If that's the case, I would much rather you work with both children at the same time than not work with either of them at all. Something is almost always better than nothing. 

As parents, there will always be things where we have to balance what is optimal vs. what is practical, and this is another one of those times. 

You Have to Make Learning Time a Priority

I will never tell you that finding the time to work with your little ones 1:1 is easy. Because it's not.

As a teacher, finding time to work 1:1 (or even in small groups) with my students was incredibly challenging. Often, I had to pull them out of other classes, spend time before/after school, or give up my planning time just to get a few minutes with them in smaller groups.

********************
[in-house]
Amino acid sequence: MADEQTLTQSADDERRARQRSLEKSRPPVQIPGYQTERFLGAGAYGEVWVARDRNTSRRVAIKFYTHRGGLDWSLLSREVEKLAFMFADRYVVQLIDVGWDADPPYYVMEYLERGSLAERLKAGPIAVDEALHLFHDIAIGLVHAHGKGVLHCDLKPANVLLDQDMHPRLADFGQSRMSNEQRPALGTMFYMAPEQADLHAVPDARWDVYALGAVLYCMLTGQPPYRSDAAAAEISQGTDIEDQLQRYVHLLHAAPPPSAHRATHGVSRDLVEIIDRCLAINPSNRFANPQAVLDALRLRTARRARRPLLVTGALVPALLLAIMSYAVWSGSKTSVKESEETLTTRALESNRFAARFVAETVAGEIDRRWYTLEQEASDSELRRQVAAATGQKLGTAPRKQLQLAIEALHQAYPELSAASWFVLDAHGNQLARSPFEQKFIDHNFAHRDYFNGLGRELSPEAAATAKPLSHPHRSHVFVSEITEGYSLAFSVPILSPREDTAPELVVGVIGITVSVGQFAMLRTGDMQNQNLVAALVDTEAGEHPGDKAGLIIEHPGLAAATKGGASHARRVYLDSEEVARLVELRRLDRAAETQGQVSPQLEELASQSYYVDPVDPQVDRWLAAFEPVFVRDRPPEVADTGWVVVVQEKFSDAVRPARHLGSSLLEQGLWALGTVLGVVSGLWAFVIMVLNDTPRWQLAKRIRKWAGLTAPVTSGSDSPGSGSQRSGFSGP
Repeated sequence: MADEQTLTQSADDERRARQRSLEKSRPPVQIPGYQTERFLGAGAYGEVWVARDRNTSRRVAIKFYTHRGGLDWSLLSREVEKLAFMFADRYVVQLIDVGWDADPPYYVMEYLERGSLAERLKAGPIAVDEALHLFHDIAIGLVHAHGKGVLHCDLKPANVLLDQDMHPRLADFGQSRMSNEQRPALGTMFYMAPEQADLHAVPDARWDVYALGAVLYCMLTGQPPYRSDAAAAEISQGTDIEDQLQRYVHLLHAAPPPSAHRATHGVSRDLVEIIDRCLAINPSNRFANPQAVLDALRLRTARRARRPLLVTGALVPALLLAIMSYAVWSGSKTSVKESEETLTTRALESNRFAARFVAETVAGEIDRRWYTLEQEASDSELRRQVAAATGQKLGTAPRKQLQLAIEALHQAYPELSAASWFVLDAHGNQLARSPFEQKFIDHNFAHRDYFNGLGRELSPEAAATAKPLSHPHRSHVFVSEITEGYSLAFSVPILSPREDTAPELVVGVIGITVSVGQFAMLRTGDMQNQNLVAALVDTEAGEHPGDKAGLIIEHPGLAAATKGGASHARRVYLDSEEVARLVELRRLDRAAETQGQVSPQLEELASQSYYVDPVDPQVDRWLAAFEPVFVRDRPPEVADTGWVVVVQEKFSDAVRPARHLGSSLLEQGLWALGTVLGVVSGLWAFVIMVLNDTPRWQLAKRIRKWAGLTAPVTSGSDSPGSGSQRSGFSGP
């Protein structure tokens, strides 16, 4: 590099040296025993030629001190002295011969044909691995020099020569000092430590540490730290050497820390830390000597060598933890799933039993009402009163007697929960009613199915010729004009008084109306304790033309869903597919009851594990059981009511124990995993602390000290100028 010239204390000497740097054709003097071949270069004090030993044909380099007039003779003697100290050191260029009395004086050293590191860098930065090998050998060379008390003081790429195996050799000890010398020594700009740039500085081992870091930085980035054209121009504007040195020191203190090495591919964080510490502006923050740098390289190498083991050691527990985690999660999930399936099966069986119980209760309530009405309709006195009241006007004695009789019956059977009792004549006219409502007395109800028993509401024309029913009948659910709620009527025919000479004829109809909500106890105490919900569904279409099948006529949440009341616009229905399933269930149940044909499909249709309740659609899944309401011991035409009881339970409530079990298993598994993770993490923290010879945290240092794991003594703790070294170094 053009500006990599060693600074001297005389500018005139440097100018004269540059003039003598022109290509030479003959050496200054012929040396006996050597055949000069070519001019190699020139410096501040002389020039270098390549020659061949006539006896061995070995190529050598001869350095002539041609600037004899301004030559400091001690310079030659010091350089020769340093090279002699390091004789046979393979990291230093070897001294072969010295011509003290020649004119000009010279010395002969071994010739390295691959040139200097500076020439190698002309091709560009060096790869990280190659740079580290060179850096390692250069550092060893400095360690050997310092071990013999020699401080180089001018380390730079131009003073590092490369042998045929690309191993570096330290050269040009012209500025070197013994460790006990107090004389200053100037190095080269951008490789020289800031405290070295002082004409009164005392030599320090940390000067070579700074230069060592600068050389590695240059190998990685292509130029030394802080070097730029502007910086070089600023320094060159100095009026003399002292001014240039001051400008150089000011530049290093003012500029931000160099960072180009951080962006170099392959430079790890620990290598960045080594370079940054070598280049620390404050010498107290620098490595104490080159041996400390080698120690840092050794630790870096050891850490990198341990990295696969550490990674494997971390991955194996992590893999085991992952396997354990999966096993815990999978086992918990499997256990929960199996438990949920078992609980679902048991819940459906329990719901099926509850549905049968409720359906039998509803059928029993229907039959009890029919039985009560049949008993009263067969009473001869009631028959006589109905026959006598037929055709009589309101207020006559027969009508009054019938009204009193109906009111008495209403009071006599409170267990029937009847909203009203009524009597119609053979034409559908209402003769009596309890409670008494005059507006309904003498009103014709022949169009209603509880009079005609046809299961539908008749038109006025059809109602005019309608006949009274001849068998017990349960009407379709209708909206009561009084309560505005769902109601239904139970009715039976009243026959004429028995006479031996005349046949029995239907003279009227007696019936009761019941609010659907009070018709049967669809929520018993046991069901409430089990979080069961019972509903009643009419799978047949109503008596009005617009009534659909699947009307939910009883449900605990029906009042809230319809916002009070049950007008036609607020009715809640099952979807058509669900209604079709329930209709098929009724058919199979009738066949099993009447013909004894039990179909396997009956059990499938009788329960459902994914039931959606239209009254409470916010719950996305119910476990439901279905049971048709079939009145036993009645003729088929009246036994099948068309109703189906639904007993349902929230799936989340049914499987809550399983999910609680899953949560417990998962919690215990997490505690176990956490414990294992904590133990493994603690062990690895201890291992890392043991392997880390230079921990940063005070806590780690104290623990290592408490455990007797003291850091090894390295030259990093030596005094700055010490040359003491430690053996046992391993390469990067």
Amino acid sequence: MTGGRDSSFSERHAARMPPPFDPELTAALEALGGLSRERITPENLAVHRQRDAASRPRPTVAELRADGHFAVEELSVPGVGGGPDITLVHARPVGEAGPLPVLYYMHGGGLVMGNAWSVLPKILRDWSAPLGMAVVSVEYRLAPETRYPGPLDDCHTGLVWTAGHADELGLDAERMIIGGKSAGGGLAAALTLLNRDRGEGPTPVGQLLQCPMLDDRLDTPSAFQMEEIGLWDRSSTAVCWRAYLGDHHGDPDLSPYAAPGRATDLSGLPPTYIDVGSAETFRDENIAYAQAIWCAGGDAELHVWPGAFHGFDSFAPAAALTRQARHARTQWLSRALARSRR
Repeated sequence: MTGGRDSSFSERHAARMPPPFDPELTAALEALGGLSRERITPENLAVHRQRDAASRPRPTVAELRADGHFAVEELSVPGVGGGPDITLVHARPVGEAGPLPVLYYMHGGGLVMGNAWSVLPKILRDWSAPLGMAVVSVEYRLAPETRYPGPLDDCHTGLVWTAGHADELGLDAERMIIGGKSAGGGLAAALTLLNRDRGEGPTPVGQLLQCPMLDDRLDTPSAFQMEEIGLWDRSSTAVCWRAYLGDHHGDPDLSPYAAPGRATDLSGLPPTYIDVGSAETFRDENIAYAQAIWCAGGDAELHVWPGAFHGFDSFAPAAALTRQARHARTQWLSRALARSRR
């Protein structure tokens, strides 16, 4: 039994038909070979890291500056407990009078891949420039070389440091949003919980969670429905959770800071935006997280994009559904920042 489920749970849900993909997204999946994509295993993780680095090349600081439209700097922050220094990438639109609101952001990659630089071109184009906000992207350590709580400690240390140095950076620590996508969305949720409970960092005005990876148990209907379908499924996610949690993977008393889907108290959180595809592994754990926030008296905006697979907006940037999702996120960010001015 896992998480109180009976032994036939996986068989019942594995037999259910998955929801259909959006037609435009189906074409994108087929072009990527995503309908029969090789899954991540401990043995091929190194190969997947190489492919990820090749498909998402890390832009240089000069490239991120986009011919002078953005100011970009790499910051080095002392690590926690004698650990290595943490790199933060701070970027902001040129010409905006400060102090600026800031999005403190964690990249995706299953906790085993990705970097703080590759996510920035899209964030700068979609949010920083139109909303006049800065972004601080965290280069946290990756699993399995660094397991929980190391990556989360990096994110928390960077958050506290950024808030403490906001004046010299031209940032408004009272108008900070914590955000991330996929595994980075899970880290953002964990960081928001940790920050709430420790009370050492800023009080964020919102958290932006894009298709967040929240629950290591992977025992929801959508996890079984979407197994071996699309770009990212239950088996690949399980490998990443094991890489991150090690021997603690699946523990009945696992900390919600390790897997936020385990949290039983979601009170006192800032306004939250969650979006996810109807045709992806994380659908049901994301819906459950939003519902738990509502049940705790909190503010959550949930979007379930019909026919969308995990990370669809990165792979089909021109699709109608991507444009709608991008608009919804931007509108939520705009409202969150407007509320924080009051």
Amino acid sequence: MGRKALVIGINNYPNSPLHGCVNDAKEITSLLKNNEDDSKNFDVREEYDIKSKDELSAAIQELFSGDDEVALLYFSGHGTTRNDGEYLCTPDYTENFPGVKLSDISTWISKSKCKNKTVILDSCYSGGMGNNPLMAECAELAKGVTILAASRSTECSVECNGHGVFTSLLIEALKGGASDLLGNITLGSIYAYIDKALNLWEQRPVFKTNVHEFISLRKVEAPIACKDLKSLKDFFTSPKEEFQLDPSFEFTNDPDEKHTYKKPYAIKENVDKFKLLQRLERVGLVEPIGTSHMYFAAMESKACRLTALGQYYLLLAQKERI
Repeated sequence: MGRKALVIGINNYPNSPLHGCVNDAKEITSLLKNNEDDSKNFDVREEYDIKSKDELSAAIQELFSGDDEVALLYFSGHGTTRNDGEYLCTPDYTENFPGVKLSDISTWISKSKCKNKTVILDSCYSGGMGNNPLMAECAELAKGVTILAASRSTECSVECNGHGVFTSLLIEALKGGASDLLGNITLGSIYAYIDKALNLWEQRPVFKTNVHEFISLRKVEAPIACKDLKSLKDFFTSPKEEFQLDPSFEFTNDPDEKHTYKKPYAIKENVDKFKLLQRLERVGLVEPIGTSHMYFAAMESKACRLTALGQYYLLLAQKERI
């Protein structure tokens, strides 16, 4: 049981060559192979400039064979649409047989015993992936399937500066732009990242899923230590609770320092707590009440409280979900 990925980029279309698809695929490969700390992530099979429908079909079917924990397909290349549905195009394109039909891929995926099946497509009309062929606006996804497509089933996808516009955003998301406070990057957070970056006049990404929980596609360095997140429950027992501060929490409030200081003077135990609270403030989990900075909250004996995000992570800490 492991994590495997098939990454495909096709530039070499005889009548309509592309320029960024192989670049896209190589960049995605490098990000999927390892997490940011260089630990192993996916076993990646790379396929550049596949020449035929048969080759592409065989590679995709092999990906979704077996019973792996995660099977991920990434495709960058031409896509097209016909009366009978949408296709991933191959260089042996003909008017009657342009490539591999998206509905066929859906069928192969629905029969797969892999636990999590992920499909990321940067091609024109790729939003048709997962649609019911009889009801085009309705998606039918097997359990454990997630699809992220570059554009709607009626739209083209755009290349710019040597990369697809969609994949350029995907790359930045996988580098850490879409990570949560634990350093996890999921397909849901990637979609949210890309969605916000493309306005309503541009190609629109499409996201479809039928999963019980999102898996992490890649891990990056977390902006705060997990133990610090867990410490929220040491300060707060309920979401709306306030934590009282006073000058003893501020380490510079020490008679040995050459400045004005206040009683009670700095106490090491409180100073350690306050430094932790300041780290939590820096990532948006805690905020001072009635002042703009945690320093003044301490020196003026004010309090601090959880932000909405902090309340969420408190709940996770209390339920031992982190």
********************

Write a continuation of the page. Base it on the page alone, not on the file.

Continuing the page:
But what I will tell you is that it will always be worth it.

That 1:1 time will not only be good for your relationship with your child but will be incredible for their learning and growth. 

And that's why some kids learn at home much better than at school with trained professionals: because you can give your child exactly what they need in a way that teachers and schools simply can't.

So I hope this blog post gave you a helpful way to think about dividing up learning time with your little ones. If you're still feeling overwhelmed with getting started with your children, you're definitely not alone. I have a fantastic free training that's given thousands of parents the tools they need to get started. 

Still, have questions? Jump in the free training and let me know! There's a live chat where we can talk more. : )